Fisheries and aquaculture play a vital role in Newfoundland and Labrador’s economy.
However, have you ever wondered what happens with the waste from this industry and how it might be beneficial to our health?
The team at the Fisheries and Marine Institute’s (MI) Centre for Aquaculture and Seafood Development (CASD) have recently undertaken some work to explore the topic.
When it comes to processing salmon, significant amounts of skin, frame and trimmings (gut, fins and tail) are discarded — parts that are a great source in the generation of fish oil, proteins, amino acids, biodiesel and omega-3 fatty acids.
Generally, fish contains two to 30 per cent fat and about 50 per cent of the body weight is generated as waste during the fish processing operation. Therefore, fish processing waste could be a potential source for good quality fish oil for human consumption.
Atlantic salmon contains two to 15 per cent fat content and 57 per cent of the total body fat is found in the inedible portion. Fish oils are one of the major sources of long chain polyunsaturated fatty acids and salmon waste has the potential to produce approximately 1,600 tonnes of oil annually in this province.
Further to this, during a recent small-scale study carried out at CASD, it was determined that the omega-3 and omega-6 present in salmon by-products were four to five and 10 to 11 times higher compared to salmon fillet.
The functional and biological properties of omega-3 fatty acids include: prevention of atherosclerosis, protection against arrhythmias, reduced blood pressure, beneficial to diabetic patients, protection against manic-depressive illness, reduced symptoms in asthma patients, protection against chronic obstructive pulmonary diseases, alleviate symptoms of cystic fibrosis, improving survival of cancer patients, reduction in cardiovascular disease and improved learning ability.
As the focus on health and nutrition continues to increase and we see more food allergies arise, scientists are trying to develop genetically modified crops.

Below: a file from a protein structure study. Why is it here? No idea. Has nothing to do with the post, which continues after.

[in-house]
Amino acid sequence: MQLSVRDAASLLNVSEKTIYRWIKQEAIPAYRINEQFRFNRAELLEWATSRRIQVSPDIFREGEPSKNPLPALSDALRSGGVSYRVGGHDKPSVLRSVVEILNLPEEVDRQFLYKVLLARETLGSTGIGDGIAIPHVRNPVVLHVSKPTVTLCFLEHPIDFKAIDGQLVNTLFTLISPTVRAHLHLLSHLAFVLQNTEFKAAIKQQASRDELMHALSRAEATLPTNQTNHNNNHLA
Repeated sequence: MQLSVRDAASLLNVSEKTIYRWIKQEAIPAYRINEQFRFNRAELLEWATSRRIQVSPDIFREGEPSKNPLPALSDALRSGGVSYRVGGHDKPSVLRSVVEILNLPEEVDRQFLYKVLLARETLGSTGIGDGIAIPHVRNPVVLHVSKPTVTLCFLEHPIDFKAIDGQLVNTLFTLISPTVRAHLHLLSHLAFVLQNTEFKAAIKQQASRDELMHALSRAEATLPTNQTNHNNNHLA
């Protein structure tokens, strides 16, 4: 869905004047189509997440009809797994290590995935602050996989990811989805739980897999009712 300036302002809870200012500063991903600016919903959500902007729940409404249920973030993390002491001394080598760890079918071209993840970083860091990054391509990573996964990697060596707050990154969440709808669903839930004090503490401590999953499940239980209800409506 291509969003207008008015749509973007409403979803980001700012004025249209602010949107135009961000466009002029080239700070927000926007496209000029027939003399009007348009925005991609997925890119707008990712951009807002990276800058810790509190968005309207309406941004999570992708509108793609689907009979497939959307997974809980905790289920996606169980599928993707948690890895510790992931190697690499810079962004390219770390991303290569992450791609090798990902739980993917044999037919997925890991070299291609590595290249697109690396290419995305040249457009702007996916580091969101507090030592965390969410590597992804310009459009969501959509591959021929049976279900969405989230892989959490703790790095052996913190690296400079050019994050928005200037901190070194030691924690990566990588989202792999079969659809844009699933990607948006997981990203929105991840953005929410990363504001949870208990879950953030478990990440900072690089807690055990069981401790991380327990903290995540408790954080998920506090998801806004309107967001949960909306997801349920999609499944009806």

The goal is to increase the availability of various essential and useful nutrient components in different fruits and vegetables which originally never existed. Food companies are also developing processed food commodities with various food supplements and essential components to accommodate and fulfill the nutritional requirements of general population.
The major source of omega-3 fatty acids in the human diet is fatty fishes. By taking the waste from fish processing and supplementing omega-3 fatty acids in food and capsules, there is the prospect of helping to improve health conditions without increasing the uptake of high oil content foods.
Extracting omega-3 fatty acids from non-food sources such as salmon processing waste would not interfere with the availability of main food sources and mitigate the problems associated with the salmon waste disposal and environmental pollution. In addition, it would create a significant impact on the economics of aquaculture industries in the province.
Right now, there is currently no commercial fish waste management facility in Newfoundland and Labrador and most of the discarded parts are composted, used as mink feed, rendered or sent to a landfill. For the team at CASD, the challenge going forward will be to explore environmentally-friendly and economically feasible techniques for extracting omega-3 fatty acids from Atlantic salmon processing waste.